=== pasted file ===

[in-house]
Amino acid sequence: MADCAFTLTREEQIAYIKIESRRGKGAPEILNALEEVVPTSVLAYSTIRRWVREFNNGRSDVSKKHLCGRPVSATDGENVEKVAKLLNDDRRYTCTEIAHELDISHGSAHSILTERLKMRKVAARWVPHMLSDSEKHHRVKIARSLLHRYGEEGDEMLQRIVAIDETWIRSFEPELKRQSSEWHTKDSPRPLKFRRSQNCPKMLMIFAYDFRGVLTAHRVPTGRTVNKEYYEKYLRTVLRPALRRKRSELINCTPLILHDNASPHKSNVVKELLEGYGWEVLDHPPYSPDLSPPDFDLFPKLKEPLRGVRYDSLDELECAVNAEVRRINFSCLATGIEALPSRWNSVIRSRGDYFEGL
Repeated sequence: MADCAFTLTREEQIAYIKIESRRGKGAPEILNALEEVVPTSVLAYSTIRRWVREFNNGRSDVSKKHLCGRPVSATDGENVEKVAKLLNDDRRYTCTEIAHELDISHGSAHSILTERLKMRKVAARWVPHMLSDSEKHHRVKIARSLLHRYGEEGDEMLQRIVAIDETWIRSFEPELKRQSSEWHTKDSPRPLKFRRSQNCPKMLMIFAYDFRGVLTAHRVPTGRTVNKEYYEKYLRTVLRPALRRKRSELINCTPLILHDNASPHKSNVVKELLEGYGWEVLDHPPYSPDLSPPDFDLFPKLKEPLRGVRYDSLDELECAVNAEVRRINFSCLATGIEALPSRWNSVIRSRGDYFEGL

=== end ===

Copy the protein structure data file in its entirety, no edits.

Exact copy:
[in-house]
Amino acid sequence: MADCAFTLTREEQIAYIKIESRRGKGAPEILNALEEVVPTSVLAYSTIRRWVREFNNGRSDVSKKHLCGRPVSATDGENVEKVAKLLNDDRRYTCTEIAHELDISHGSAHSILTERLKMRKVAARWVPHMLSDSEKHHRVKIARSLLHRYGEEGDEMLQRIVAIDETWIRSFEPELKRQSSEWHTKDSPRPLKFRRSQNCPKMLMIFAYDFRGVLTAHRVPTGRTVNKEYYEKYLRTVLRPALRRKRSELINCTPLILHDNASPHKSNVVKELLEGYGWEVLDHPPYSPDLSPPDFDLFPKLKEPLRGVRYDSLDELECAVNAEVRRINFSCLATGIEALPSRWNSVIRSRGDYFEGL
Repeated sequence: MADCAFTLTREEQIAYIKIESRRGKGAPEILNALEEVVPTSVLAYSTIRRWVREFNNGRSDVSKKHLCGRPVSATDGENVEKVAKLLNDDRRYTCTEIAHELDISHGSAHSILTERLKMRKVAARWVPHMLSDSEKHHRVKIARSLLHRYGEEGDEMLQRIVAIDETWIRSFEPELKRQSSEWHTKDSPRPLKFRRSQNCPKMLMIFAYDFRGVLTAHRVPTGRTVNKEYYEKYLRTVLRPALRRKRSELINCTPLILHDNASPHKSNVVKELLEGYGWEVLDHPPYSPDLSPPDFDLFPKLKEPLRGVRYDSLDELECAVNAEVRRINFSCLATGIEALPSRWNSVIRSRGDYFEGL